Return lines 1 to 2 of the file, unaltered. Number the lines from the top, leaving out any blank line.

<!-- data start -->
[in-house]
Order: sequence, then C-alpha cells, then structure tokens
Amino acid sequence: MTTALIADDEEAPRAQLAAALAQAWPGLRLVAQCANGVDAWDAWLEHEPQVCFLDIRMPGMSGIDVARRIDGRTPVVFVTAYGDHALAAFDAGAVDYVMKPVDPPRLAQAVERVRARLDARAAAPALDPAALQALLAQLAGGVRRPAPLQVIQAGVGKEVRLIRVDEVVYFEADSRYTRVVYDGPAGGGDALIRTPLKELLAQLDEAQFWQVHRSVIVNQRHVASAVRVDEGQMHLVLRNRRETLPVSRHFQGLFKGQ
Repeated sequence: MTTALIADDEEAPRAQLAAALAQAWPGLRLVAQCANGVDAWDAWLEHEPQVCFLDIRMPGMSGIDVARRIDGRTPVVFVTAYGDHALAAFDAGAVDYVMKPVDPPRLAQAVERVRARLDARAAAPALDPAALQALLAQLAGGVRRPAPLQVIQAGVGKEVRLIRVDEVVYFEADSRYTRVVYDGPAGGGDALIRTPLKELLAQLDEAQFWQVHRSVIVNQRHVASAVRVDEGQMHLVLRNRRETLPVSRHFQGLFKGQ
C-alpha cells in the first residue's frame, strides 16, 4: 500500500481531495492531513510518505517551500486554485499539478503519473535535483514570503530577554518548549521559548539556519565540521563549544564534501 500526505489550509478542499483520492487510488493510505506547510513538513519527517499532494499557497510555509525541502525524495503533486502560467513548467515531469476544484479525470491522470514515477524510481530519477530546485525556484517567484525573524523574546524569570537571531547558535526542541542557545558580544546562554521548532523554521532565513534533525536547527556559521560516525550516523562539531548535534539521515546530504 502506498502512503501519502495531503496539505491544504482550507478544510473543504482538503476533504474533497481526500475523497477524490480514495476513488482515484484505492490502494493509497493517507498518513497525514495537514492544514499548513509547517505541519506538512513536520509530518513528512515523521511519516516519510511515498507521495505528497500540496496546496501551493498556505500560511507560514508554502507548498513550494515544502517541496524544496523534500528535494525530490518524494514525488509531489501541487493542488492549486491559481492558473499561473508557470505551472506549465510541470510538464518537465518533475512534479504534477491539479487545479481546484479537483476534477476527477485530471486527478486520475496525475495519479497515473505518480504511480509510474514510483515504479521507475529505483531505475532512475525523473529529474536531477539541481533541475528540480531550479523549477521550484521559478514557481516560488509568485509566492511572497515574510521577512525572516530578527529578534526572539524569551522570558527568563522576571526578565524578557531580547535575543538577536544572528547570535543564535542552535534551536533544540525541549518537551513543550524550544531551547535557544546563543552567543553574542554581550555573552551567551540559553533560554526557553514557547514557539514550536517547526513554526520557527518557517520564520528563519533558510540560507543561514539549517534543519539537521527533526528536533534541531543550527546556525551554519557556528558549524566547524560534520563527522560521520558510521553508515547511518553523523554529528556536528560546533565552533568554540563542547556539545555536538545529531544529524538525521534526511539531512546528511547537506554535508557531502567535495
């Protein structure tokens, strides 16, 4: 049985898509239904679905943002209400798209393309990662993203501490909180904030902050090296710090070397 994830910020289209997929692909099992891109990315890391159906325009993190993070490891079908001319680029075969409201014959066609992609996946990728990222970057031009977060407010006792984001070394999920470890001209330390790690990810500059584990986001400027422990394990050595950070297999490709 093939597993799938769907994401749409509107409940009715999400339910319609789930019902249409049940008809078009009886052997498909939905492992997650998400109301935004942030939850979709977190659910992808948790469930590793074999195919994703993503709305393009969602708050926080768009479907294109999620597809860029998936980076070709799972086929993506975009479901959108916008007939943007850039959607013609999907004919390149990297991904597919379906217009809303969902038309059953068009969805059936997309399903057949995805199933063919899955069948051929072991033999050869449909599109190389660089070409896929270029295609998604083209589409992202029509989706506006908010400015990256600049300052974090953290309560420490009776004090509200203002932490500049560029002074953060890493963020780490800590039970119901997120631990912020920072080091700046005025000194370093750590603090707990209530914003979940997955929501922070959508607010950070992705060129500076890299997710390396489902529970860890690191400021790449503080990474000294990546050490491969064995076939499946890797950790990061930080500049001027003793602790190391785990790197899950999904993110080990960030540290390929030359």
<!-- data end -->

[in-house]
Order: sequence, then C-alpha cells, then structure tokens